Aconcagua & Jetboil Zip: Yes or No?

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Re: Aconcagua & Jetboil Zip: Yes or No?

Postby MuchosPixels » Sun Mar 31, 2013 7:27 pm

Honestly, its best if you bring a stove that you can use inside the tent.

It can get pretty brutal up there and any stove will have huge problems boiling water in cold and windy conditions outside even when surrounded by rocks and foil.

I have used my pocket rocket in below freezing weather above 10k feet several times and if there is even the slightest breeze boiling times increase quite a bit even when I shield the stove the best I can. Inside a tent or vestibule performance is MUCH better.

Also, there are some kits that allow the canister to be separated from the burner by a hose and inverted (liquid fuel mode) when pressure gets low.

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Re: Aconcagua & Jetboil Zip: Yes or No?

Postby herdbull » Mon Apr 01, 2013 4:29 pm

So I guess now the decision is would you go with a similar stove as a back up or a smaller (think pocket rocket), canister stove or a jetboil? I can probably pick up any one of the 3 for $40-$60. Pretty minimal damage considering the overall trip cost.

Part of me says just stick with a second gas stove and a back up pump but the other half says a nice self contained Jetboil would be nice. I can get a brand new Zip for $60 until Weds. this week.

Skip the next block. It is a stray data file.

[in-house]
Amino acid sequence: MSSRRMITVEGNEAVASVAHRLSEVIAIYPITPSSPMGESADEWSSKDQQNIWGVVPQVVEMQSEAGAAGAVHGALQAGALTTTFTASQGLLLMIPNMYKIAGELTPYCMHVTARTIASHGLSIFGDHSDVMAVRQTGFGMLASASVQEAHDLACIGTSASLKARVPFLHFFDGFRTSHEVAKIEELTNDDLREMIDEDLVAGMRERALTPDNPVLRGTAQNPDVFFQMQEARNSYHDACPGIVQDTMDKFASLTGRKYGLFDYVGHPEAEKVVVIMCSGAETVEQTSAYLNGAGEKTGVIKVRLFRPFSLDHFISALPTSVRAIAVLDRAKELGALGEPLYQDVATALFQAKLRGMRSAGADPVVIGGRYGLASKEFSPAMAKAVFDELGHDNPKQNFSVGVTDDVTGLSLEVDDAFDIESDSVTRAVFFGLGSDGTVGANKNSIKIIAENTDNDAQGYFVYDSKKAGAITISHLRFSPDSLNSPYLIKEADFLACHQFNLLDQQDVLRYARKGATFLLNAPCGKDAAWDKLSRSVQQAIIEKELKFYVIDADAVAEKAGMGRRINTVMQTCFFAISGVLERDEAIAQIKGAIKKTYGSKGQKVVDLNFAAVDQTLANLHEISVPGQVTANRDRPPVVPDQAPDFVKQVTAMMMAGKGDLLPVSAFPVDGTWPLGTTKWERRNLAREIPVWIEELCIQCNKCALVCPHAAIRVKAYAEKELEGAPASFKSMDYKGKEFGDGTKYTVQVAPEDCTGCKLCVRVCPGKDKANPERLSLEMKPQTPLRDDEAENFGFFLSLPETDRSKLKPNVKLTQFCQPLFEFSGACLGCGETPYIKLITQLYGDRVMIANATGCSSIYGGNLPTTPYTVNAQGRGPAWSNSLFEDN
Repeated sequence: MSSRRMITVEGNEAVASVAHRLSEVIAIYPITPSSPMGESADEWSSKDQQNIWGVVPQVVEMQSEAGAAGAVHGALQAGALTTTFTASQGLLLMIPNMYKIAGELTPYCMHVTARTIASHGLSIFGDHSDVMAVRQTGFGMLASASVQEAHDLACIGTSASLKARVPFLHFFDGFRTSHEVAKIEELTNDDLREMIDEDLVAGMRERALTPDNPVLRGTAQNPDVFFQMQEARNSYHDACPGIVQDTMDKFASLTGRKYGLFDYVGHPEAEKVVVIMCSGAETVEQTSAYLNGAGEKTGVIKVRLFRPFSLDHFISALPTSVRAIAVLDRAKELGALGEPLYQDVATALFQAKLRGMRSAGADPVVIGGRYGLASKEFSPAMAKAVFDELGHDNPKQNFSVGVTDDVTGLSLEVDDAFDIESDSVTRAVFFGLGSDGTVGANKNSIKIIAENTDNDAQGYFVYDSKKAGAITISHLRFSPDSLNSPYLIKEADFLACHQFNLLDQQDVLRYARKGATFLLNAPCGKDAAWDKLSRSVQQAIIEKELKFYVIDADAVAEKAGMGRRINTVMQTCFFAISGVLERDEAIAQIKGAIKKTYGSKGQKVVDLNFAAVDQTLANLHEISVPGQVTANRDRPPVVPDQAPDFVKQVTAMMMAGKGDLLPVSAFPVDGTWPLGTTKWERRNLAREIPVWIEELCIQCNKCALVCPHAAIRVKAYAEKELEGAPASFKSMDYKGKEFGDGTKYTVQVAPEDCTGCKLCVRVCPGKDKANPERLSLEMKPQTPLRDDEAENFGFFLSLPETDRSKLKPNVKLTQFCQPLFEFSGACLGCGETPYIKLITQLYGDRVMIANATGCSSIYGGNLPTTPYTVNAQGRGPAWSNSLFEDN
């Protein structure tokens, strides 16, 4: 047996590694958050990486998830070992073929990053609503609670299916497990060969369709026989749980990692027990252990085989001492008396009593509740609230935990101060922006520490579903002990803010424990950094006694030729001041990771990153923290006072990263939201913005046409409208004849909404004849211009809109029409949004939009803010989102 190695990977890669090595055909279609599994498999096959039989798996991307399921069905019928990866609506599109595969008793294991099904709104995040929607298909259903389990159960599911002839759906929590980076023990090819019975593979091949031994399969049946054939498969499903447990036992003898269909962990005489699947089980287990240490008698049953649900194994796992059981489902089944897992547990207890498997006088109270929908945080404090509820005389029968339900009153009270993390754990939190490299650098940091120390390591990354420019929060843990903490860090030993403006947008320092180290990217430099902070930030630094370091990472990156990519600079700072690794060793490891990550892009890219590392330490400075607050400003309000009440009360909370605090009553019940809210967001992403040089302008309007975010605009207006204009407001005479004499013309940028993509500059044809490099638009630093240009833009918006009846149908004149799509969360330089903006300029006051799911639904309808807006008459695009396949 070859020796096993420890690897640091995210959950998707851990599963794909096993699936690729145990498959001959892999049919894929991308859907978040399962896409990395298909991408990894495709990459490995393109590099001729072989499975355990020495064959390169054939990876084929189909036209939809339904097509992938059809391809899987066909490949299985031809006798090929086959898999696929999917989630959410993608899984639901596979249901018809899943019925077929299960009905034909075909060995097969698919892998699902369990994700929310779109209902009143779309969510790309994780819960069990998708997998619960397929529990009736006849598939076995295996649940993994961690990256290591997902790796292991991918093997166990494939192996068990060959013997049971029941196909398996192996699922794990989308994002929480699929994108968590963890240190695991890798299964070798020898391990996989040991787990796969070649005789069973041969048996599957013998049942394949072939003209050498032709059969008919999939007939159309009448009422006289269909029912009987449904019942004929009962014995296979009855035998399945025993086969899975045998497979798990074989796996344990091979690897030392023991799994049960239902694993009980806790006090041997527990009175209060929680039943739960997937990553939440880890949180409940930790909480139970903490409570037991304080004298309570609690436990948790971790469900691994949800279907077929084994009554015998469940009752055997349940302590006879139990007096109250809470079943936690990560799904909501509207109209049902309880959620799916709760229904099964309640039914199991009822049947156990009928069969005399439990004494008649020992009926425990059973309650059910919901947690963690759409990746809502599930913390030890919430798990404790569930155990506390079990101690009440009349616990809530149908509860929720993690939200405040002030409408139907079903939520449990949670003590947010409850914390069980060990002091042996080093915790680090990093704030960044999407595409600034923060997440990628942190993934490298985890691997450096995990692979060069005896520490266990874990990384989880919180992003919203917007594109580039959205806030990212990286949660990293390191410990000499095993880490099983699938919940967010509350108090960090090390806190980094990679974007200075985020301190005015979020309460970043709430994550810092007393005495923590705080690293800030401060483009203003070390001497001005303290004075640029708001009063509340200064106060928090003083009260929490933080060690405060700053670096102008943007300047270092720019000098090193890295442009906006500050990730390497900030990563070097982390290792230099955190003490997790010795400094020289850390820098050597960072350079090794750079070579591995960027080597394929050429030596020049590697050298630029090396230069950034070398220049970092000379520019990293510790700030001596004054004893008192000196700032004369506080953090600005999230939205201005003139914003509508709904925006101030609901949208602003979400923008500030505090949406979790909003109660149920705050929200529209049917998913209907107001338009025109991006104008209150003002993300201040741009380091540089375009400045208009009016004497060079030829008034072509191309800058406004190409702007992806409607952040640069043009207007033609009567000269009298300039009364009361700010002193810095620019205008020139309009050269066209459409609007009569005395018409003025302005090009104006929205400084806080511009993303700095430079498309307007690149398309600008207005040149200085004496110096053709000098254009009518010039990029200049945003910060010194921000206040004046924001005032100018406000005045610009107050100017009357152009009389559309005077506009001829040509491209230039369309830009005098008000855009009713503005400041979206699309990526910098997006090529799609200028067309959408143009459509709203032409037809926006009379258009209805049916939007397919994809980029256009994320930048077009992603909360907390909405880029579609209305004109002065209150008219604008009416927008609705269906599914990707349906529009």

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Re: Aconcagua & Jetboil Zip: Yes or No?

Postby TomPierce » Mon Apr 01, 2013 6:42 pm

I'm coming in late to the debate, but I guess I don't see the appeal of the canister stoves for this trip. I have one for 3 season use and absolutely love it, but various posters have already written of potential problems with them in the cold/altitude, so why bother carrying the weight, hassling with canister availability, carrying empty canisters out, etc when you might be plagued with problems? Why even consider taking potentially problematic gear? Why not go with a sure thing, a white gas stove, esp when white gas is apparently easily obtained in Mendoza? Although a few reported no problems with canisters, this discussion seems like a lot of angst over a tool that is already suspect. If there's one thing that will make me go psycho during a high stress trip, it's failed gear. Just me.

FWIW, I love my MSR XGK for cold weather. High output, reliable, multi fuel, easy to field repair, and the newer version is very stable. But there are lighter stoves out there, and as one poster noted I'd be very careful with priming/start up inside a tent. But that just takes a little practice, e.g. don't flood the fuel bowl, etc. Just my opinions.